Do I win more against a certain type of class? Do I win more when I’m playing a certain class? Which matchups are favorable for which class? Which class have I been playing against the most lately? Do I win more often going first or second? Am I making enough money in Arena for it to be worthwhile?

Hearthstone Tracker collects the data that I can then use to answer those questions. It even has graphs!

Hearthstone Tracker Over Time
I lost a lot of games on September 14th.
And here you can see my win/loss rate is good, but not amazing.
And here you can see my win/loss rate is good, but not amazing.

The program is available for free at http://hearthstonetracker.com/

It’s a small download and it runs in a separate window while you play Hearthstone. You can minimize the window or even have the program stored in the tray if taskbar space is precious to you.

The program may collect a lot of statistics but it has a few issues.

Originally the program collected stats through a screen capture system. This is fine if you always keep the game open, but I like to do other things while I play (like writing blog posts).

I created a workaround for that through a little bit of window feng shui.

The program developer has since come up with a way to grab data from the stream going on to the internet or something.

And somehow that method is even worse. I don’t know how it manages to get the length of a game wrong every single time, but it does. There’s an option to manually enter the times along with changing which class you played, which class you played against, how many turns the game took, etc. But who wants to do that manually? That’s why I got the program in the first place!

Other than that it performs fine. It detects who won and who you were playing against. Ultimately that’s all that matters.

The Tracker also has a neat feature after you finish an Arena run. You can manually enter your rewards and it keeps a running total at the bottom of the application.

I’ve tested HearthstoneTracker against other tracking applications out there, Track-o-bot and HearthStats, and I found HearthstoneTracker to be the best one. If you’re interested in something that will keep track for you, I’d definitely recommend the little program!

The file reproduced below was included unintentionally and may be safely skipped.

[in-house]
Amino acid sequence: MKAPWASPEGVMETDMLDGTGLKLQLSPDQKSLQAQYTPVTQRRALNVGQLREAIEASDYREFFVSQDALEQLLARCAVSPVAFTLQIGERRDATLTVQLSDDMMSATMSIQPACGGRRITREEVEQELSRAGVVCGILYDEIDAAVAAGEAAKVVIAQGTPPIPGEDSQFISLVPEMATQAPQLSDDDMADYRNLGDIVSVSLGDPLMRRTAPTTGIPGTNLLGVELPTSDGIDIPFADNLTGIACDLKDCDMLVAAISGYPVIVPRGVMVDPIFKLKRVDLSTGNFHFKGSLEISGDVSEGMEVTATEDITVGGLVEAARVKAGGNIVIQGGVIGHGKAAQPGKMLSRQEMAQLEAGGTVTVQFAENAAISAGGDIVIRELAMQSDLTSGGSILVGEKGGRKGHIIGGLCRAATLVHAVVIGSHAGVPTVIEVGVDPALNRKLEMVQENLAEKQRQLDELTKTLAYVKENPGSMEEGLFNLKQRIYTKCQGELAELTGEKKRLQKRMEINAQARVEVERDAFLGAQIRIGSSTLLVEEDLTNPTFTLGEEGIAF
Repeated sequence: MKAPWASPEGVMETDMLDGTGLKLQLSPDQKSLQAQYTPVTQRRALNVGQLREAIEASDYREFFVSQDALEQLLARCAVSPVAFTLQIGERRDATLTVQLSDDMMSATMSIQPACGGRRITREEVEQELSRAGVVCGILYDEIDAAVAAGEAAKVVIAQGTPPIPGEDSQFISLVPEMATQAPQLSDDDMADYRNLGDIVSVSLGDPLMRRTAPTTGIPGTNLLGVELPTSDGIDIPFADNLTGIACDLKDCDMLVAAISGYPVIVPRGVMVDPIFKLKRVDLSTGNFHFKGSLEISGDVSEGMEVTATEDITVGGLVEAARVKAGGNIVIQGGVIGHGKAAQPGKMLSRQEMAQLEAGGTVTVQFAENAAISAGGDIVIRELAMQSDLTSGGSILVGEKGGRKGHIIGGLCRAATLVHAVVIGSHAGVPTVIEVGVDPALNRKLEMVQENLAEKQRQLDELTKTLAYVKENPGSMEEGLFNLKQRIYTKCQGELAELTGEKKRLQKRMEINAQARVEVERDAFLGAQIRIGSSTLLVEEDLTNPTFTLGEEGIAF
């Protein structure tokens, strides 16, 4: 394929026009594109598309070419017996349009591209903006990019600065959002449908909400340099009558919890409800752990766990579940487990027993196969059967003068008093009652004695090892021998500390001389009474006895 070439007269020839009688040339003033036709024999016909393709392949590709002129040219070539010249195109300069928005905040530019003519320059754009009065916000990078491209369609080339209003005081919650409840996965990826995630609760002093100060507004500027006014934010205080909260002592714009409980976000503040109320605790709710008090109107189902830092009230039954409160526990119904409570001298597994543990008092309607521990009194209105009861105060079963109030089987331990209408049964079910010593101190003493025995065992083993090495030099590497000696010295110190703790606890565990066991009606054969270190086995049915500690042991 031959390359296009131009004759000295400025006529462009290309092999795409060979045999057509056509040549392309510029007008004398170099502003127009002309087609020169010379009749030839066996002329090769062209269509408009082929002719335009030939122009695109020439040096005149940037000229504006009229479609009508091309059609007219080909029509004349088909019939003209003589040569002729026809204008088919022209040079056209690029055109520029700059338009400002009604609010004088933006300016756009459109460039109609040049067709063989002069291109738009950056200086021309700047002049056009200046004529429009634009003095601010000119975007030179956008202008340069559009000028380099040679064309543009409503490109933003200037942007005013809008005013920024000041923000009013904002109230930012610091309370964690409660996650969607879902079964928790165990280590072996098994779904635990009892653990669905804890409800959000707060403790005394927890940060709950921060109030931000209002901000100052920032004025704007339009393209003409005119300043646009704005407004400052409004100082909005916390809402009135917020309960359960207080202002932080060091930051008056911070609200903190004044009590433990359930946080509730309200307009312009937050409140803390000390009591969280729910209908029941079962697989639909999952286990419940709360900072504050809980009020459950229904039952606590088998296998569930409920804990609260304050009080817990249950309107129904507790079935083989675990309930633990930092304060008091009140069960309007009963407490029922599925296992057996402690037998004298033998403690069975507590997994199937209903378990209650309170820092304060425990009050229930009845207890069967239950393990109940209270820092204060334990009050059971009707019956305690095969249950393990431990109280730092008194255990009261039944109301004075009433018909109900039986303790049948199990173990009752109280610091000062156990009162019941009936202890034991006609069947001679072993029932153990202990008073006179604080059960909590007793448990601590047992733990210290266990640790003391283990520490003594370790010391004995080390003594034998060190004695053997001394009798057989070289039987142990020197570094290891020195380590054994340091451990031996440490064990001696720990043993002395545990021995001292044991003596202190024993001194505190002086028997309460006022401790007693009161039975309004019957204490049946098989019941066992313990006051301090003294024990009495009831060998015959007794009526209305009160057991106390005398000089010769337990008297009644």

-Mister Ed

Recent Survey on Attitudes Towards Jews

One of my Jewish friends posted a New York Times article on Facebook recently.

The article is about a survey conducted by the Anti-Defamation League over the past year and released last week on world-wide attitudes towards Jews.

I encourage you to look at the survey results yourself at this the link.

The results can be looked at in an interactive Javascript or in PDF labeled as “Executive Summary” at the top right of the page.

The results were a lot of fun to look at, but nothing was particularly surprising.

The main point of the survey was to discover demographic information about anti-Semites.

Anti-Semitism was gauged by seeing if people surveyed thought 11 statements about Jews were “probably true” or “probably false.”

The statements are all vaguely anti-Semitic. If a surveyed person answered “probably true” to 6 or more of the questions then the survey considered them anti-Semitic.

The results of the survey show that the greatest predictor for anti-Semitism is location.

Anti-Semitism is common in the Middle East and North Africa, probably because Israel is an an enemy of practically every country in the region.

No other region of the world had high rates of anti-Semitism, but the highest besides the Middle East and North Africa were Europe and The Americas.

Europe and the American continents were likely higher because of legally supported anti-Semitism in the past.

The data supports that conclusion as well, with older people “from the past” having higher rates of anti-Semitism than younger people.

One of the facts discovered by the survey that interested me most pertained to education.

In most of the world, a higher education level correlated with a reduction in the rate of anti-Semitism.

In the Middle East and North Africa, a higher education level correlated with an increase in anti-Semitism.

I’d figured more education would universally reduce anti-Semitism, but I guess that isn’t true.

My first thought was that there might be something wrong with the education system in the Middle East and North Africa.

When I thought about it more a different idea seemed more plausible to me.

In an area with lots of anti-Semitism, people are rewarded for being anti-Semitic (social rewards, career advancement, etc).

If someone becomes educated, they’ll realize that being anti-Semitic is advantageous and exhibit the behavior more often or to greater degrees.

This also leads to avenues for reducing anti-Semitism. Make it so the behavior isn’t rewarded and it will stop.

Course, the means of doing that in regions where anti-Semitism is deeply entrenched are a mystery to me.

Regardless, the survey has a lot of cool data in an easily accessible format. I’d suggest looking at it yourself and talking about what you found!

-Mister Ed